Shiller is a professor at Yale University. He is joined by Eugene Fama and Lars Peter Hansen, who both teach at the University of Chicago.
The award was for their work on the pricing of financial assets. Together they concluded that predicting the price of stocks and bonds in the short term is virtually impossible. But they showed it is possible to forecast the broad course of prices over longer periods, such as the three to five years.
hiller was among those who warned in the 1990s that the run-up in stock prices as part of the Internet stock bubble was the result of "irrational exuberance."
Last decade, Shiller made similar warnings about the run-up in U.S. home prices. That proved to be correct when the housing bubble burst and plunged the nation into the worst economic downturn since the Great Depression.
He helped to develop the S&P/Case-Shiller home price index, which is one of the most closely watched measures of home values.
Fama and Hansen are not as well known as Shiller outside the field of economics.
Starting in the 1960s, Fama helped to demonstrate that new information is quickly incorporated into stock prices, a fact that makes short-term price predictions difficult.
Hansen developed a statistical method that was well suited to testing theories of asset pricing, the committee said.
None of this, by the way, is economics. The actual profession of managing, organizing, distributing social wealth does not find its end in determining the prices of homes, stocks, and assets for the sole purpose of beating the market. As for Fama, the man behind the ridiculous efficient market hypothesis (market prices tell us the truth about what's really going on), he is not only not an economist, he is not much of a financial adviser (which is what we tend to call economists today):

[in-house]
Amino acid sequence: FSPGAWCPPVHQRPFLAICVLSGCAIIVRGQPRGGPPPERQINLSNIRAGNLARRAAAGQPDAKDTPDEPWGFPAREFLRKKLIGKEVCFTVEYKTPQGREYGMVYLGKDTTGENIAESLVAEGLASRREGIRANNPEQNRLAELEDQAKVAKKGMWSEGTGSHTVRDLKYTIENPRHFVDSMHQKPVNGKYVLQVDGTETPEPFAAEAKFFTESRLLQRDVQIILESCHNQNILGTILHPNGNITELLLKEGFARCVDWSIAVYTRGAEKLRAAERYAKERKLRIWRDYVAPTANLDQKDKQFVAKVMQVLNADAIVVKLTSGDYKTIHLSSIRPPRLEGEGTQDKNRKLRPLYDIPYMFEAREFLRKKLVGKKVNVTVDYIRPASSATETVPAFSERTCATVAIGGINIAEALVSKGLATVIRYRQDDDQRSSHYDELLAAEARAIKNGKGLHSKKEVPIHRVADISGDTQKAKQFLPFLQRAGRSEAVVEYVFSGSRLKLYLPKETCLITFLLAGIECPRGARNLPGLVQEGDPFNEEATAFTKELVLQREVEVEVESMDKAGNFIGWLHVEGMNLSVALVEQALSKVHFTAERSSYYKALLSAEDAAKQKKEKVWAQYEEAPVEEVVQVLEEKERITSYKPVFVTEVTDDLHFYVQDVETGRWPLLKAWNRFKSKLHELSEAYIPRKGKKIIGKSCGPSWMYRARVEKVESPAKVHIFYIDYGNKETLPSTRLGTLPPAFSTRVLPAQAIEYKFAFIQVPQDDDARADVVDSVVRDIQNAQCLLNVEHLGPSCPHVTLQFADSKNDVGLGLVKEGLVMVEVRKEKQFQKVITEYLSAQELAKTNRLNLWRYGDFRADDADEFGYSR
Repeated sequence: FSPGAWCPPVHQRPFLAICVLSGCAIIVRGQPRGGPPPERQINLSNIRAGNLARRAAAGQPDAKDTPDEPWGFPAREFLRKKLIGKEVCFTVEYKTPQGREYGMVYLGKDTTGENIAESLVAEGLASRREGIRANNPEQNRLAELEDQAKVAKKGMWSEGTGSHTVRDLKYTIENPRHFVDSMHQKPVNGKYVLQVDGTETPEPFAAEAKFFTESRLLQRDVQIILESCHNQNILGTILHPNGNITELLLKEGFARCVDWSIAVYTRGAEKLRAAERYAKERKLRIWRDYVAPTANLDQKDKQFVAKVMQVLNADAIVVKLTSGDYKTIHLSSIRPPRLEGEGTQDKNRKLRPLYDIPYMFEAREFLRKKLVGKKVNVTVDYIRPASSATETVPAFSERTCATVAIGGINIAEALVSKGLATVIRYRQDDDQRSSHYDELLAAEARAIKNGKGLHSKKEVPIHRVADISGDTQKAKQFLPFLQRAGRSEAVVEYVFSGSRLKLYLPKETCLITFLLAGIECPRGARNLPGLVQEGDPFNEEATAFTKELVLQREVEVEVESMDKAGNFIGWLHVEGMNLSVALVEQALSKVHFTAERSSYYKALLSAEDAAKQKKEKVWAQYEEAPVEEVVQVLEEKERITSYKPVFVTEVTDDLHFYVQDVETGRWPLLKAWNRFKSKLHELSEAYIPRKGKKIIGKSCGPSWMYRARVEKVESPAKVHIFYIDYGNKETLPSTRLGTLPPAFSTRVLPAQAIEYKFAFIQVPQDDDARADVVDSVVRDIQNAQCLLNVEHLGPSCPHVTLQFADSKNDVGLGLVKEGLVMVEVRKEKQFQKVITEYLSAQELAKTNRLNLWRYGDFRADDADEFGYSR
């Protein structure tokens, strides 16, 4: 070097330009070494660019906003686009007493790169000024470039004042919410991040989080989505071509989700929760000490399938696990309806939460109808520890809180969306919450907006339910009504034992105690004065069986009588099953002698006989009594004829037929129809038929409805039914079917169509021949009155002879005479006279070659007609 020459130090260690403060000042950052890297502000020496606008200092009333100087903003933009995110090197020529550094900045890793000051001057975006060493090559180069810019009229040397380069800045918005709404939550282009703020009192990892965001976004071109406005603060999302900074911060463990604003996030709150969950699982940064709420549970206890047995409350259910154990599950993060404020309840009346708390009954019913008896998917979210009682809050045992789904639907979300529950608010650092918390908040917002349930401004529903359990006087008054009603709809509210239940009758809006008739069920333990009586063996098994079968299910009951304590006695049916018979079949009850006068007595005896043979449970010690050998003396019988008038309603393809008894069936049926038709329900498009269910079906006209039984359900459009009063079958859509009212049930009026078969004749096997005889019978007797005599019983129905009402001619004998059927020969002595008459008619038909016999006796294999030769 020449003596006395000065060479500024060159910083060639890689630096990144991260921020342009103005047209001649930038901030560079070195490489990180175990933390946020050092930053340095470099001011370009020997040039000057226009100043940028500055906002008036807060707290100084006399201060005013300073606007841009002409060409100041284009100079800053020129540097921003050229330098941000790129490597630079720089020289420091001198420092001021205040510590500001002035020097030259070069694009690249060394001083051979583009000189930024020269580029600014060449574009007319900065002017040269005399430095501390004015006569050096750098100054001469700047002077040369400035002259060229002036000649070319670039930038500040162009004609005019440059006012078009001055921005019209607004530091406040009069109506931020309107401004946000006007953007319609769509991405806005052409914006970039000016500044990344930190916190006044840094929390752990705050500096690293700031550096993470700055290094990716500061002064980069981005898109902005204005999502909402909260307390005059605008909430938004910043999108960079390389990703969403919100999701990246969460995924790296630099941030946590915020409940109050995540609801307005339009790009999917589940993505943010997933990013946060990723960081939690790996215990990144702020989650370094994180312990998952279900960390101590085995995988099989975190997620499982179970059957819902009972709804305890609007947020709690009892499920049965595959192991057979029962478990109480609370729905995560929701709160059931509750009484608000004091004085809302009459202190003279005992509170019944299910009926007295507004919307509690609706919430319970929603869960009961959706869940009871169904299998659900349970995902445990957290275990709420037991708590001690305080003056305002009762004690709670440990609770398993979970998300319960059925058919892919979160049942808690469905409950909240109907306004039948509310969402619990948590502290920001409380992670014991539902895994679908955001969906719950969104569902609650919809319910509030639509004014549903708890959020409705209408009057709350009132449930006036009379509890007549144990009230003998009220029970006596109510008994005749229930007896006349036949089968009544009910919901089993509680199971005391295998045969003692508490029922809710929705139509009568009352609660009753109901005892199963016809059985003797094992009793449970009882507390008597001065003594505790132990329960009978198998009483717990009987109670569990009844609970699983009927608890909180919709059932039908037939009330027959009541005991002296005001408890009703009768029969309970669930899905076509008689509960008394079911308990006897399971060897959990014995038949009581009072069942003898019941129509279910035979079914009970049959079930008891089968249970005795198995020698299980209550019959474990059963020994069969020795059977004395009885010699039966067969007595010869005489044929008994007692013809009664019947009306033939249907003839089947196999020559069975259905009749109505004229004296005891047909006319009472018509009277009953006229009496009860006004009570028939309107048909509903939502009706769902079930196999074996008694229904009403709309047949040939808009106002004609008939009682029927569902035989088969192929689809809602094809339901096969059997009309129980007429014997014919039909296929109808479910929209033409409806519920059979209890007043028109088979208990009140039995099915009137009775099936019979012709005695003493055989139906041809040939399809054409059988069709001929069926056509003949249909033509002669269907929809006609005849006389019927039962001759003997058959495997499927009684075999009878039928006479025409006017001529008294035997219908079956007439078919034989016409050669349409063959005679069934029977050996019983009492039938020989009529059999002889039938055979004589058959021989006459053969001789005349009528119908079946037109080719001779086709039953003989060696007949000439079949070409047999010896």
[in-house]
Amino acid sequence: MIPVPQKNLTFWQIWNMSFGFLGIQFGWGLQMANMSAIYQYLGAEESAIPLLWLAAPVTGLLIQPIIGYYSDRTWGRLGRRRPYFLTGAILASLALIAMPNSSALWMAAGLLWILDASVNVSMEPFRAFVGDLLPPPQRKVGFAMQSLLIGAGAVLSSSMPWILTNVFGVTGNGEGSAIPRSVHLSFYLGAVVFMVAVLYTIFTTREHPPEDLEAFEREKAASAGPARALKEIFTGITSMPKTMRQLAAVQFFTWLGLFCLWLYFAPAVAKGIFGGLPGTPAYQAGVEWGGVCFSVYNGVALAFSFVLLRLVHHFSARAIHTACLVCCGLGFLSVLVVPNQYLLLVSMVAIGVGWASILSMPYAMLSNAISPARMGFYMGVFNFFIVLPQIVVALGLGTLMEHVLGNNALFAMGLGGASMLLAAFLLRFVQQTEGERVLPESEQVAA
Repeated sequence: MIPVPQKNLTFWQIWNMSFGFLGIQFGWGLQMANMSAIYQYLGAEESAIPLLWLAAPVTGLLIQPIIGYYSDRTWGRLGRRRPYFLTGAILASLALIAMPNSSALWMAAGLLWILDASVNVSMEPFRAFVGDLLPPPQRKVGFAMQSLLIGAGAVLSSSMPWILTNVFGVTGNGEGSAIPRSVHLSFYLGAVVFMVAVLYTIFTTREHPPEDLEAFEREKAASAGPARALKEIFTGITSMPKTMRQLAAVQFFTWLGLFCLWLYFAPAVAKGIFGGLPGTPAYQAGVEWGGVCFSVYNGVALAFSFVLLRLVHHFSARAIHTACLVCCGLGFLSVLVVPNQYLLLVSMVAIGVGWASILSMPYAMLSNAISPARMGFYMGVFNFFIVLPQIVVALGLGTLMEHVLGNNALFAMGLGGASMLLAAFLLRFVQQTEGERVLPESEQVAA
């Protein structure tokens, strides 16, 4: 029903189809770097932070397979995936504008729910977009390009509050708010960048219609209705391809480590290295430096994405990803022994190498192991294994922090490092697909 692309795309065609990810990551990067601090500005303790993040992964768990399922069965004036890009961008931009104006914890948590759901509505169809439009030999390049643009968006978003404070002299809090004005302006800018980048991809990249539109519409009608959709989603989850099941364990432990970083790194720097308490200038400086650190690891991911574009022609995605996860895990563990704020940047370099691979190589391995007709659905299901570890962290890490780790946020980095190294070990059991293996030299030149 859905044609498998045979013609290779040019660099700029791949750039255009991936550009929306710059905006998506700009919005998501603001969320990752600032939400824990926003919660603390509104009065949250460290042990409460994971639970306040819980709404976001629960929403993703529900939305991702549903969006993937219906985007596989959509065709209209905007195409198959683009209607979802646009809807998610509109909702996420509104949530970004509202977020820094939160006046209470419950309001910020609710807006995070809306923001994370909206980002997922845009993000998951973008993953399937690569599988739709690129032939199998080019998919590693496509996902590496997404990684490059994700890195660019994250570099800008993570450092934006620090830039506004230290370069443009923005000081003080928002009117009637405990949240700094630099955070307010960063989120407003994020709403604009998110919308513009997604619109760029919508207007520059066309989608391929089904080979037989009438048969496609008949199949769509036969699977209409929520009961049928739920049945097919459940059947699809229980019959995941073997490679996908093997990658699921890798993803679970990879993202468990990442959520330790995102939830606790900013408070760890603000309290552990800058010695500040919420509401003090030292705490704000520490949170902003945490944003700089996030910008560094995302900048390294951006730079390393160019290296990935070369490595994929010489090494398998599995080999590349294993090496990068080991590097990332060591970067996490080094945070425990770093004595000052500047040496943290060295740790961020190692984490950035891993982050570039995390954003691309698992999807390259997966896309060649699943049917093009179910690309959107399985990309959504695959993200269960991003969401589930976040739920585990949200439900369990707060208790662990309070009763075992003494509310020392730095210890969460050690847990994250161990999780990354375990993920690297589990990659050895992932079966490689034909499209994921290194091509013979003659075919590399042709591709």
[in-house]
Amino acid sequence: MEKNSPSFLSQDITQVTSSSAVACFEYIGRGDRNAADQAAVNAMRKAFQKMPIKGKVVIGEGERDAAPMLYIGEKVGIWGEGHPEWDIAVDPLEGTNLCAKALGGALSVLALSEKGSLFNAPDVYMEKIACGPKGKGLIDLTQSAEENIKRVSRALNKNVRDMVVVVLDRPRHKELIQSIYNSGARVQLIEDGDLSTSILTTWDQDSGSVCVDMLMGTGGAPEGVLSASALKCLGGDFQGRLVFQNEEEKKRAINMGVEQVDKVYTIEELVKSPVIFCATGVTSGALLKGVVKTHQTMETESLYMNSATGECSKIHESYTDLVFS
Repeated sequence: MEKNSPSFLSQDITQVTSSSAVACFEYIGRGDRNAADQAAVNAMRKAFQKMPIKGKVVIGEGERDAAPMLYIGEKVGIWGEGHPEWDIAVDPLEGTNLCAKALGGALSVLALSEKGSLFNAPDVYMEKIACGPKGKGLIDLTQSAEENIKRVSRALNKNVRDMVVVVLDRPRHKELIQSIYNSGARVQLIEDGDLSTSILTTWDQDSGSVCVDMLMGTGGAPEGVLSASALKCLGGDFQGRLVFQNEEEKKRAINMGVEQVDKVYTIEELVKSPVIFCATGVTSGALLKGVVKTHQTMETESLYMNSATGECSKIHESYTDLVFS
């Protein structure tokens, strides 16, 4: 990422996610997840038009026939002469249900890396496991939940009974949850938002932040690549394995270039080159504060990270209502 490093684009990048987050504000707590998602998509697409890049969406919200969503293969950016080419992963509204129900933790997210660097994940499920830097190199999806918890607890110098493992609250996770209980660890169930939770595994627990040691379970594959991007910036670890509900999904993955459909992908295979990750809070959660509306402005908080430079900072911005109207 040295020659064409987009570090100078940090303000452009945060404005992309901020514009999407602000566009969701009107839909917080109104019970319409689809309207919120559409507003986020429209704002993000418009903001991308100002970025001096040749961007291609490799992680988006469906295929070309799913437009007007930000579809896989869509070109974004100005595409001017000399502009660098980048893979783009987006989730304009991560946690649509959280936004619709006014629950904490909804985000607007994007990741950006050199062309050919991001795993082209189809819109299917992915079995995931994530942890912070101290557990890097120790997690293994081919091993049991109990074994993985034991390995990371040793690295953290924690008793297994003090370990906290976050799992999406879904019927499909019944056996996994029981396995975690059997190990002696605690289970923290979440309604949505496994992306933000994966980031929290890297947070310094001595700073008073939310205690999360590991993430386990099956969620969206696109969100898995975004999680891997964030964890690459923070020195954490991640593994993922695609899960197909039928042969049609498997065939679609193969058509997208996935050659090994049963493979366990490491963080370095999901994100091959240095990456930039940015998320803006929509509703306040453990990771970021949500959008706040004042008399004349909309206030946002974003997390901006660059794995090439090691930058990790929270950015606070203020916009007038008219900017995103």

I met Eugene Fama in his office at the Booth School of Business. I began by pointing out that the efficient markets hypothesis, which he promulgated in the nineteen-sixties and nineteen-seventies, had come in for a lot of criticism since the financial crisis began in 1987, and I asked Fama how he thought the theory, which says prices of financial assets accurately reflect all of the available information about economic fundamentals, had fared.
Eugene Fama: I think it did quite well in this episode. Stock prices typically decline prior to and in a state of recession. This was a particularly severe recession. Prices started to decline in advance of when people recognized that it was a recession and then continued to decline. There was nothing unusual about that. That was exactly what you would expect if markets were efficient.
Many people would argue that, in this case, the inefficiency was primarily in the credit markets, not the stock market—that there was a credit bubble that inflated and ultimately burst.
I don’t even know what that means. People who get credit have to get it from somewhere. Does a credit bubble mean that people save too much during that period? I don’t know what a credit bubble means. I don’t even know what a bubble means. These words have become popular. I don’t think they have any meaning.
Yes, the man who just won a whole "Nobel" prize for economics doesn't have an idea of what an asset bubble is. Why? Because it doesn't fit into his perfect picture of an efficient market, a market that represents real values—if, that is, the government does not distort them with subsides and tariffs. But what all of this shows us is that these men (and they are almost all men) replaced economics, which is democratic, with a view of economics from the point of those who have lots of money and want to make more of it.
I composed this post here, which I leave today, and which is outside of Bologna...